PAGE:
Britain prepares last-minute road and rail changes ahead of Christmas

Suban Abdulla
·3 min read
Tram track construction site, tracks being joined.Thermite welding of the rail joints.
Transport secretary Grant Shapps that there are plans to run longer trains on the rail network, and that rules may be relaxed to allow more types of coaches to run during that period. Photo: Getty

The UK is readying plans to reduce disruption on railways and roads due to an expected surge in travel during Christmas.

It comes after prime minister Boris Johnson confirmed that COVID-19 restrictions will be eased around the festive period to allow families to celebrate together.

On Monday, Johnson announced a time-limited "dispensation" from coronavirus measures, which will see restrictions loosened. But, the PM warned that if Britain "blows it with a big blowout Christmas,” the UK will pay for it in the New Year.

Johnson’s COVID-19 “Winter Plan” also published on Monday, sets out a fair plan to "facilitate some limited additional household bubbling for a small number of days" across all four nations in the UK.

He also announced that the second national lockdown in England would end on 2 December, with different regions and cities moving into different tiers depending on coronavirus infection rates.

Preparing Britain for the plan, transport secretary Grant Shapps has said that 500 miles of roadworks had been cleared on motorways and A-roads to ease any congestion.

Shapps also said that there are plans to run longer trains on the rail network, and that rules may be relaxed to allow more types of coaches to run during that period.

"We recognise that people will want to be with their friends and family over Christmas," he said. "For those that choose to form a Christmas bubble, we're lifting travel restrictions across the UK for five days," he said.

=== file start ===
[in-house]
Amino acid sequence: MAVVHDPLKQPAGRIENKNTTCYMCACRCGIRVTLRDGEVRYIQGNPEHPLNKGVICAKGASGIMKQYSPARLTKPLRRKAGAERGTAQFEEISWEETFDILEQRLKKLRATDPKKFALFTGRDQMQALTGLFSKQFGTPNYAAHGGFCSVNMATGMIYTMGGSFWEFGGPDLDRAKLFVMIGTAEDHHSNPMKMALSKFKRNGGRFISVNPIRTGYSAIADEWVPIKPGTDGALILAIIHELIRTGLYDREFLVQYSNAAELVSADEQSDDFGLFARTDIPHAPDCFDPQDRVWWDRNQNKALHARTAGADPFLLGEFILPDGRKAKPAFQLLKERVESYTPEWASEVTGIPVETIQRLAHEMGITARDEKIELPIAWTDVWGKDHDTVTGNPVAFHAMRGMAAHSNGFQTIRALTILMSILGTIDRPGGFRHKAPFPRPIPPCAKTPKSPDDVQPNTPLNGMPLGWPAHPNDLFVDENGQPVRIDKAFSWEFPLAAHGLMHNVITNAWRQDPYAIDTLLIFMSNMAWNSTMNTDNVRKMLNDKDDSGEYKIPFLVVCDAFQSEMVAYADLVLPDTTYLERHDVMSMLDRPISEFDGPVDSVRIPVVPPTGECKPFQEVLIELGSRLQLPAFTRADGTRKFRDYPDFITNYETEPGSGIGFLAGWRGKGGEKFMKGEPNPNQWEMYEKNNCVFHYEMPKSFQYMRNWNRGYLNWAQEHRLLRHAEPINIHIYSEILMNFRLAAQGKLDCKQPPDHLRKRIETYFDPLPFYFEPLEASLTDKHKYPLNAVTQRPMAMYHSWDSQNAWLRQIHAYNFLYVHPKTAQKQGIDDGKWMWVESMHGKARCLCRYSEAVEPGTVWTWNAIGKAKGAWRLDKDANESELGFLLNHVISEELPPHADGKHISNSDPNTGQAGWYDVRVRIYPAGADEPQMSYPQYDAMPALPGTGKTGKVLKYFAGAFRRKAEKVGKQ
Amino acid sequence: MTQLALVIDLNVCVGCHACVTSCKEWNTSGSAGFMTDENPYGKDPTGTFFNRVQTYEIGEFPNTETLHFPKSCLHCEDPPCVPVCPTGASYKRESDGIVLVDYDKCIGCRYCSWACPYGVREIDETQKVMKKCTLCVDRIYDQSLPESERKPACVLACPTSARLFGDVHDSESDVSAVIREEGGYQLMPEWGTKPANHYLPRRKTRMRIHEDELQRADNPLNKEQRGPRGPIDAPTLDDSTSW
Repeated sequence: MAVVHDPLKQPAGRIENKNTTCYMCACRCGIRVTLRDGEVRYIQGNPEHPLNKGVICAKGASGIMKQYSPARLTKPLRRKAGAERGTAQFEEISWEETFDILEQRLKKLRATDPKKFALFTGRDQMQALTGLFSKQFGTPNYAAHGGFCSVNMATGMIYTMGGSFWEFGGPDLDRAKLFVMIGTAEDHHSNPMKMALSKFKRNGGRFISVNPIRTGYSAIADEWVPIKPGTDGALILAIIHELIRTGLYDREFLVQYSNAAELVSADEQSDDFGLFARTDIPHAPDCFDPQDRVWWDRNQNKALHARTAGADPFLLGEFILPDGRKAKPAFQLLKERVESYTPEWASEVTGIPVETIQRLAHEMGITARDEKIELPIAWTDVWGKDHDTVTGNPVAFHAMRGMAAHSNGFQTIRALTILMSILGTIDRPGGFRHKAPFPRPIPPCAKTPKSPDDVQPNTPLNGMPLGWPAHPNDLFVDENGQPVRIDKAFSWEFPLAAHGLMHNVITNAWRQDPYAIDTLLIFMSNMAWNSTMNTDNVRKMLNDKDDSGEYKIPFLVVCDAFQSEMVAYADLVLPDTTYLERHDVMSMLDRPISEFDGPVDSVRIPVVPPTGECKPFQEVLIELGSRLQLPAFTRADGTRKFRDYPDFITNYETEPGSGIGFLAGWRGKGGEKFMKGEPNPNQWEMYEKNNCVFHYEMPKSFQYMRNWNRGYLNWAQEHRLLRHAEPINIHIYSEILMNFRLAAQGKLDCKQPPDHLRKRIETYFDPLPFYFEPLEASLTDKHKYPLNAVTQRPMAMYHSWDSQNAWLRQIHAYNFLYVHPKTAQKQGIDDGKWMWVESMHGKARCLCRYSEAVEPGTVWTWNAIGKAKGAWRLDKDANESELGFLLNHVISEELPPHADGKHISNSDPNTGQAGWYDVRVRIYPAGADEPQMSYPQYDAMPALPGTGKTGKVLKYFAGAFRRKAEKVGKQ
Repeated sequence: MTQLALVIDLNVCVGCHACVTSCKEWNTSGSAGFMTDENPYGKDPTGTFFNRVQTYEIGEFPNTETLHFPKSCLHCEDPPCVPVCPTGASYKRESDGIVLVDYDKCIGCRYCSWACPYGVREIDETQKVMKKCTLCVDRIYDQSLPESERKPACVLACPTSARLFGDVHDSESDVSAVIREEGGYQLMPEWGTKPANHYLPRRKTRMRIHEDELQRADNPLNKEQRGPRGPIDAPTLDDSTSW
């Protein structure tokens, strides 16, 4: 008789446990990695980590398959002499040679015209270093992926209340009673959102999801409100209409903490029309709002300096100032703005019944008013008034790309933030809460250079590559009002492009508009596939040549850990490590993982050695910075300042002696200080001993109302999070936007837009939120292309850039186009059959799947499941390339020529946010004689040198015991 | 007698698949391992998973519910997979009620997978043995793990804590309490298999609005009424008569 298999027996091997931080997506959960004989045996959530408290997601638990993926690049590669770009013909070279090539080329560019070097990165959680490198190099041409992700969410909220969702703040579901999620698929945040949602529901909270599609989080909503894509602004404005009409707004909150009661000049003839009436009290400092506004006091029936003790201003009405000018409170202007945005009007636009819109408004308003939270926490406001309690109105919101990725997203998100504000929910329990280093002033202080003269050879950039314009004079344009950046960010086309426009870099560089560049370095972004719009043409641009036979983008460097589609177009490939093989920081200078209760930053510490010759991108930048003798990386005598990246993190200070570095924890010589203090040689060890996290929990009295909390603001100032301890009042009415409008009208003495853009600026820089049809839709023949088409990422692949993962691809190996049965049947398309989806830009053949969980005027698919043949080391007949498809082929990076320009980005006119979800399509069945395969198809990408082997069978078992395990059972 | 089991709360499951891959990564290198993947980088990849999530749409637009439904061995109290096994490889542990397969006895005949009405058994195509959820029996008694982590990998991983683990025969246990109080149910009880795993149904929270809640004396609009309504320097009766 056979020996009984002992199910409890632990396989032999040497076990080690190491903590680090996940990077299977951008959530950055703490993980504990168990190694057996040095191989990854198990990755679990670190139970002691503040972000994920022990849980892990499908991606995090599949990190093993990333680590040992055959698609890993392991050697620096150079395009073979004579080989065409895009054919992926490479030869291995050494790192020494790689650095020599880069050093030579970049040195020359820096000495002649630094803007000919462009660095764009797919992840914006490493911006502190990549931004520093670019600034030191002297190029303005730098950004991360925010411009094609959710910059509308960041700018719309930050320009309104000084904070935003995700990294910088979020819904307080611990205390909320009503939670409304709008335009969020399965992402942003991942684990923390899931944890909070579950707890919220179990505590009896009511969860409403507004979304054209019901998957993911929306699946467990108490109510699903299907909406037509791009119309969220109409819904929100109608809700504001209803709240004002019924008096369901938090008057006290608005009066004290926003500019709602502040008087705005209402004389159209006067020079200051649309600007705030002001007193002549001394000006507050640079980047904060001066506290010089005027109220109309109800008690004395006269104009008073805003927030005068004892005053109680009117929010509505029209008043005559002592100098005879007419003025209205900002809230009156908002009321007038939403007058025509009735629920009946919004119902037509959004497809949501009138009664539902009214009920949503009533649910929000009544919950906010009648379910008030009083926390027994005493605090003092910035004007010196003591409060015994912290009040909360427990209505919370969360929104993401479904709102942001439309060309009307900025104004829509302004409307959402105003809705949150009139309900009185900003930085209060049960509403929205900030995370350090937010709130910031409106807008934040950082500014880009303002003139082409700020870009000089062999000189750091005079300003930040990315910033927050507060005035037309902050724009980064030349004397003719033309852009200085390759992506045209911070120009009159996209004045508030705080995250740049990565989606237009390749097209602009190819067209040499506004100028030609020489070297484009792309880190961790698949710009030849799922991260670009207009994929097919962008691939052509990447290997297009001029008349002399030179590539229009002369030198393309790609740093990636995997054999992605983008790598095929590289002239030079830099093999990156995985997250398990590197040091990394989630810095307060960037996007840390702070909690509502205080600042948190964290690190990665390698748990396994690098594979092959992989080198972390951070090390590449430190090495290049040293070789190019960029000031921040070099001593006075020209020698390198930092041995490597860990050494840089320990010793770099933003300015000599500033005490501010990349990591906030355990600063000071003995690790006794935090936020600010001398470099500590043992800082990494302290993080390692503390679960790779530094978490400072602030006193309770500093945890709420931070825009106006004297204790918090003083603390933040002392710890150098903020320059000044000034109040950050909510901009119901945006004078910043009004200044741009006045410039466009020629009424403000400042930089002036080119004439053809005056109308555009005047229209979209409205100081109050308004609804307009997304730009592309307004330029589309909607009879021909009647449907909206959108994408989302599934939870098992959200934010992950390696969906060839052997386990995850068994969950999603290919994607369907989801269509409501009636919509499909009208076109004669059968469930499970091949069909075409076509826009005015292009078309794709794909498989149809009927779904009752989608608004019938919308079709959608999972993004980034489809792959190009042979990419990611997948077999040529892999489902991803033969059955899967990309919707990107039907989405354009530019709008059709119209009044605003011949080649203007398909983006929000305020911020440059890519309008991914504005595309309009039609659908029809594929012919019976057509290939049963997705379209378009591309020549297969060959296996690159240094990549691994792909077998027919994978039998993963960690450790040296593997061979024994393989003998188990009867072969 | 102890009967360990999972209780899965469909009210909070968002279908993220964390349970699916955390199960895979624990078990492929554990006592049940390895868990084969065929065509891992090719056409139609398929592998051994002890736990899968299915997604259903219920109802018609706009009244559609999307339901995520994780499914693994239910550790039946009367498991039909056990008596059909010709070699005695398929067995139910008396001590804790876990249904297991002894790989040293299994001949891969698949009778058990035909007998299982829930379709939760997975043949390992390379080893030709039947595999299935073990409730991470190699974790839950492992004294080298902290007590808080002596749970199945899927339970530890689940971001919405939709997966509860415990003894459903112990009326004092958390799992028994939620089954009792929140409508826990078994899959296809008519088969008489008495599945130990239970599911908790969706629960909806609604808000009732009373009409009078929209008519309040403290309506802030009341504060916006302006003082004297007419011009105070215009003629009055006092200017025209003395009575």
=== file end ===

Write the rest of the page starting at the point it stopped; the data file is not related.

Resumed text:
READ MORE: Rishi Sunak fuels tax hike speculation as he warns public finances 'unsustainable'

Earlier this week, Shapps urged Brits to book tickets well in advance where possible, and prepare for restrictions on passenger numbers. With some advanced fares like Avanti West Coast, which runs trains on the West Coast Main Line, going on sale from 13 December.

While the government has yet to unveil solid plans, it is expected that details will be published in the coming days once there is a clearer picture of passenger demand.

The government plans to use ticket booking websites and journey planning services such as Google Maps, to monitor demand for road and rail travel.

The chairman of Network Rail, Sir Peter Hendy, has been tasked by the government to assess the winter preparation plans of all transport operators. Hendy will examine whether road, rail and air links will be fit for purpose when festive travel is crunched into the period from 23 December to 27 December.

On Wednesday, chancellor Rishi Sunak issued a stark warning on the economic damage of the pandemic.

Sunak fuelled speculation of tax hikes in years to come as he warned Britain’s soaring spending and borrowing levels were “unsustainable.”

He said UK government borrowing would total £394bn ($525bn) this year at around 19% of GDP, the highest level in peacetime history. The economy will be about 3% smaller than expected in the March budget, he added.

He said it was the government’s “responsibility” to return the public finances to a “sustainable” fiscal position as the economy recovered.

Watch: Why tax rises may be inevitable in Britain